The College farm comprises 560 hectares of prime agricultural land and operates a variety of enterprises for commercial and educational purposes.
All agricultural subjects are delivered using an Enterprise theme, integrated subjects and practical work.
Dairy, Simmental Stud and a commercial beef herd.
Students gain experience of all aspects of cattle operations including beef production, dairy production, stud management and artificial insemination. Each year, students prepare livestock for agricultural shows such as the Perth Royal Show, where they compete in led steer and cattle judging competitions. Students also compete at a number of country shows.
The College’s Automatic Milking System (robotic dairy) has two robot milkers that can handle 70 cows each, giving the College a 140 cow milking daily, an increase in 50 herd animals. The cows have free access to the Automatic Milking System (AMS) at any time of day and come up to milk themselves. Each cow is individually identified by the AMS via an ear tag, which can pick up if a cow has already been milked too recently and will lead that cow out via electronic gates; if not, the cow is allowed access and the robot cleans the udder and uses laser points to pick up where to attach each of the pumps.
Fine wool Merino flock, Poll Dorset stud, Corriedale stud and Dohne x Merino flock.
Students gain experience in all aspects of fine wool production, prime lamb production and stud management. Artificial Insemination training occurs, fleece measurement is carried out with all Merino ewes and a shearing short course is provided. Students are trained in judging of all breeds and compete at Perth Royal and various country RAS shows.
The College has sufficient laying hens housed in a free range barn to supply eggs for the College kitchen and sell in the local community.
Students have planted some 10 hectares of Eucalypt sawlog, Pinus Radiata and wood chip (Blue Gum) species in woodlots and shelter belts at strategic locations according to the farm plan.
All forestry operations are managed by students, and timber from the woodlots is utilised in the College farm fencing program.
The College works in partnership with the rapidly expanding plantation industry in the Great Southern region, providing industry specific training for students as a potential career path.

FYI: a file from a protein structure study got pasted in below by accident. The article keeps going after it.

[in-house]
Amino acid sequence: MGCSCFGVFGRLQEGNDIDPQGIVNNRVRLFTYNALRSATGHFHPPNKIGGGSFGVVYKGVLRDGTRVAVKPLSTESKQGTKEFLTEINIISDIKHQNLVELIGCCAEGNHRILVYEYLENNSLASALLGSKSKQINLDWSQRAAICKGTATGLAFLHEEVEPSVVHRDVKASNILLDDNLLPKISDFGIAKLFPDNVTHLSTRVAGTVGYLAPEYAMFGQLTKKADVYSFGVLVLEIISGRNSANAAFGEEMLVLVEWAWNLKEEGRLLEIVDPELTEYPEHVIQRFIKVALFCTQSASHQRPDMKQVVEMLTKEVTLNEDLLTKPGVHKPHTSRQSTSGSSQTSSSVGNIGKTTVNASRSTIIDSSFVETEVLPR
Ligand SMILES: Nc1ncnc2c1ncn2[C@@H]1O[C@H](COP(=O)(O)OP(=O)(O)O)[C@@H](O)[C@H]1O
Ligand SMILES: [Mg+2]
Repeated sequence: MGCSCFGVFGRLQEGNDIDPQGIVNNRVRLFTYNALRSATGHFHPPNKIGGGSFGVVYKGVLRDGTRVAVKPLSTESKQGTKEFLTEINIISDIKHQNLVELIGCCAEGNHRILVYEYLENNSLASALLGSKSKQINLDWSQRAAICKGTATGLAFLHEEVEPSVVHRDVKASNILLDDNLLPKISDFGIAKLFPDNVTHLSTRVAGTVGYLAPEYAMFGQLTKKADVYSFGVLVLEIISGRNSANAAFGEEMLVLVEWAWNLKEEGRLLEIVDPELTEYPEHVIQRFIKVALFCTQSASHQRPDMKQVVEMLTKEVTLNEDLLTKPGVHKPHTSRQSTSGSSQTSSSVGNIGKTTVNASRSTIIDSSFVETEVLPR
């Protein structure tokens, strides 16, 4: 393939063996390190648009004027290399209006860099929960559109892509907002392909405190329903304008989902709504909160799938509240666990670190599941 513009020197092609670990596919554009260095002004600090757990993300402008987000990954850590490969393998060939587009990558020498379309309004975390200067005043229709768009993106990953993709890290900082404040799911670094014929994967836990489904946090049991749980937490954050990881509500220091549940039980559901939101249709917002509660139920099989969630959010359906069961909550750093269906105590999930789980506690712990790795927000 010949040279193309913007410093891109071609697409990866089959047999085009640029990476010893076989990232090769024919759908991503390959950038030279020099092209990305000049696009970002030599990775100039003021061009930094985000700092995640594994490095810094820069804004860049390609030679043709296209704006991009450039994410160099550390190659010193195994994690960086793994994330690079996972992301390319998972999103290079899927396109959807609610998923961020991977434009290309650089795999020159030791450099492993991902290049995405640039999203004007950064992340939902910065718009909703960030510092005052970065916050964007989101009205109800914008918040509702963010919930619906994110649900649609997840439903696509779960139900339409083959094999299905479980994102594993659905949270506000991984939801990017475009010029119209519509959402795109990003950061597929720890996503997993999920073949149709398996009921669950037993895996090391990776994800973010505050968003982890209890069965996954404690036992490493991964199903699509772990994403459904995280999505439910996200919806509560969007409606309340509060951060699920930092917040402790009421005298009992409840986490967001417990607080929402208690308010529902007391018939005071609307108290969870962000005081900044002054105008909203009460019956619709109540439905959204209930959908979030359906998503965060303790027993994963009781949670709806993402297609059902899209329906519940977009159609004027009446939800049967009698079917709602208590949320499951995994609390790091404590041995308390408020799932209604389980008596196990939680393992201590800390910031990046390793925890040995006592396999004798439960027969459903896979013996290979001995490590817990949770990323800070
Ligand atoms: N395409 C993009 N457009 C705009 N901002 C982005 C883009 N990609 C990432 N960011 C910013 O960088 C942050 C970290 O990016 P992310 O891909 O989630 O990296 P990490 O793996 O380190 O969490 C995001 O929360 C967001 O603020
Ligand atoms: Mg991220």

The College farm is operated according to the best principles of sustainable agriculture, and students have been engaged in practical landcare projects in the school and in the community over a long period of time. Landcare plots are developed and maintained by students who elect Conservation and Land Management as a field of study. There are significant employment opportunities in this field with the national focus on revegetation and climate change.
Horticulture is a significant industry in the Great Southern and South West, and the College runs both traditional and organic commercial vegetable growing enterprises as the core of its Plant Production course, enabling students to obtain industry specific qualifications to follow pursuits in the horticulture, vicitculture and forestry industries. A variety of produce is grown ranging from broccoli, garlic, rhubarb and kale to flower production.
Students have planned, planted and now maintain a one hectare vineyard on College land. Planted to Pinot Noir, Merlot, Shiraz and Chardonnay vines, the first commercial vintage took place in 2002.
The College has a link with a number of commercial vineyards with winemaking carried out under the instruction of Harewood Estate. A number of outstanding wines have been produced, including a superb sparkling Pinot/Chardonnay (Champagne). A significant number of graduates from this course of study have successful careers in the viticulture/winemaking industry. College wine is available for purchase on occasions such as Graduation and Open Days.
Students gain butchering, food-handling and hygiene experience in a small meatworks, maintained to industry standards. Meat from the farm is processed for the College kitchen. Students make sausages, cure and smoke hams, cut and vacuum-pack meat cuts.
The College has an aquaculture facility for educational purposes. Aquaculture activities are offered in Animal Production and Marketing classes as an optional enterprise for study in Year 12.
The College has equine facilities including stables, tackroom, enclosures and handling facilities. Students work with College or their own horses during instructional and recreational time. Students are able to achieve nationally accredited units of competency in Equine Studies.
Further Contact: Fred Knight, Farm Manager, 0428 480 205